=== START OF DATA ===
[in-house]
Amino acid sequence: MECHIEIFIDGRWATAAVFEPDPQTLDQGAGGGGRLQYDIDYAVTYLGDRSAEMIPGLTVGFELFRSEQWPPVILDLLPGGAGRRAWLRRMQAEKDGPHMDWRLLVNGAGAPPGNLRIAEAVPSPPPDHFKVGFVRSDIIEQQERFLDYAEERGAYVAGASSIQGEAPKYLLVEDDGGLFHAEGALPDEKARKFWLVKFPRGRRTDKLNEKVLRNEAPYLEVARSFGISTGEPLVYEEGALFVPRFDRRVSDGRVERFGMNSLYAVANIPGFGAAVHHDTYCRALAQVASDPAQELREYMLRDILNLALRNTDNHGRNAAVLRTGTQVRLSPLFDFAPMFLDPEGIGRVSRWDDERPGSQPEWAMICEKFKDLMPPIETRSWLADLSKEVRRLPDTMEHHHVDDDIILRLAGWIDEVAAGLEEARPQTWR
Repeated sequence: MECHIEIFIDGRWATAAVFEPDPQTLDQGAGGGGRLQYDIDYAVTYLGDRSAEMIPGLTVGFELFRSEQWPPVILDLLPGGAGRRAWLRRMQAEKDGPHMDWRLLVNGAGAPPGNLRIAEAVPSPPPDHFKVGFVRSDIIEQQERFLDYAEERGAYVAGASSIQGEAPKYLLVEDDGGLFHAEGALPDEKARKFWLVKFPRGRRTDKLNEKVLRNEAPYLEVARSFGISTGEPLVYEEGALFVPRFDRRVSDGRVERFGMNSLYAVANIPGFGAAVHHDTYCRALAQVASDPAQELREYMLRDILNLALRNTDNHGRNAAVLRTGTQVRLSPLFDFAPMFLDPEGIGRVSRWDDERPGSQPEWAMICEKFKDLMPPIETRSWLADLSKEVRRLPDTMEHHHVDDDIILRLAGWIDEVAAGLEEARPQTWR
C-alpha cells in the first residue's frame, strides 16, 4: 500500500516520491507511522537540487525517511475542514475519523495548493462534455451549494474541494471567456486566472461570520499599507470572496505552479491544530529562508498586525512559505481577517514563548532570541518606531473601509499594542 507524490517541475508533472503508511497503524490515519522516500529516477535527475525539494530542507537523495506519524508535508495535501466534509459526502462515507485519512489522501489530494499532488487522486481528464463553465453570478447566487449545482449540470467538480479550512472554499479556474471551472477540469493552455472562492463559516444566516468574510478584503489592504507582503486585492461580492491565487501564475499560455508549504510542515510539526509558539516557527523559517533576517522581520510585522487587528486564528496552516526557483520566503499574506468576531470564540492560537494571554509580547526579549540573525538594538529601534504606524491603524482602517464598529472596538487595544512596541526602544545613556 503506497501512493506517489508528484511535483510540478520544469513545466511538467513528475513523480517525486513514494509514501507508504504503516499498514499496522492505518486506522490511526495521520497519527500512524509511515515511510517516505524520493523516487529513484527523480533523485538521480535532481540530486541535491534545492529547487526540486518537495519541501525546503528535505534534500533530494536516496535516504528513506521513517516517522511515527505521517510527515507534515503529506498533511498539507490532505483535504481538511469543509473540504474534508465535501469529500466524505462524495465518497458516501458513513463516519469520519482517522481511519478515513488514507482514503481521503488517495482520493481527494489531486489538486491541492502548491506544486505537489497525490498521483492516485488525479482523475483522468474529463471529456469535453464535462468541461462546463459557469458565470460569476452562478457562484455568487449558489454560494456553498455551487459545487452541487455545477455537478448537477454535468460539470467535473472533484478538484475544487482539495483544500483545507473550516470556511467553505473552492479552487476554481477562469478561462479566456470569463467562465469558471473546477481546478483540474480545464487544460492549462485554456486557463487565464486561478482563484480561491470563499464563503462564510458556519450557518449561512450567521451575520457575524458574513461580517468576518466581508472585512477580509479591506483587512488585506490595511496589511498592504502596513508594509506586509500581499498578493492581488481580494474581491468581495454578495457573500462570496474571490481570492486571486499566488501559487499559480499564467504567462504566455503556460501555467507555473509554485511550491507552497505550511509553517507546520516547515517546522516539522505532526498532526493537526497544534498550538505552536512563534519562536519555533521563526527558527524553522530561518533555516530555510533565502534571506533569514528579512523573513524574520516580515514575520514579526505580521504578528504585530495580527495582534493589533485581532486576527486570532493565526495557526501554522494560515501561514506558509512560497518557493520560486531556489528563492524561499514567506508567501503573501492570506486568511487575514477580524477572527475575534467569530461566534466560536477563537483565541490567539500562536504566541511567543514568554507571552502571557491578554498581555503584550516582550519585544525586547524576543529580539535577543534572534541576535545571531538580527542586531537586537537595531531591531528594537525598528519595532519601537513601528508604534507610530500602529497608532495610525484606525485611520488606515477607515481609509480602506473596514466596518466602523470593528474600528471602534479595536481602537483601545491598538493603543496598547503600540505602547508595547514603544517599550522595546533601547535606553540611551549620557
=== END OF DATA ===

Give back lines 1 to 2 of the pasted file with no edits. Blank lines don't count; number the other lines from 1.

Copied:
[in-house]
Amino acid sequence: MECHIEIFIDGRWATAAVFEPDPQTLDQGAGGGGRLQYDIDYAVTYLGDRSAEMIPGLTVGFELFRSEQWPPVILDLLPGGAGRRAWLRRMQAEKDGPHMDWRLLVNGAGAPPGNLRIAEAVPSPPPDHFKVGFVRSDIIEQQERFLDYAEERGAYVAGASSIQGEAPKYLLVEDDGGLFHAEGALPDEKARKFWLVKFPRGRRTDKLNEKVLRNEAPYLEVARSFGISTGEPLVYEEGALFVPRFDRRVSDGRVERFGMNSLYAVANIPGFGAAVHHDTYCRALAQVASDPAQELREYMLRDILNLALRNTDNHGRNAAVLRTGTQVRLSPLFDFAPMFLDPEGIGRVSRWDDERPGSQPEWAMICEKFKDLMPPIETRSWLADLSKEVRRLPDTMEHHHVDDDIILRLAGWIDEVAAGLEEARPQTWR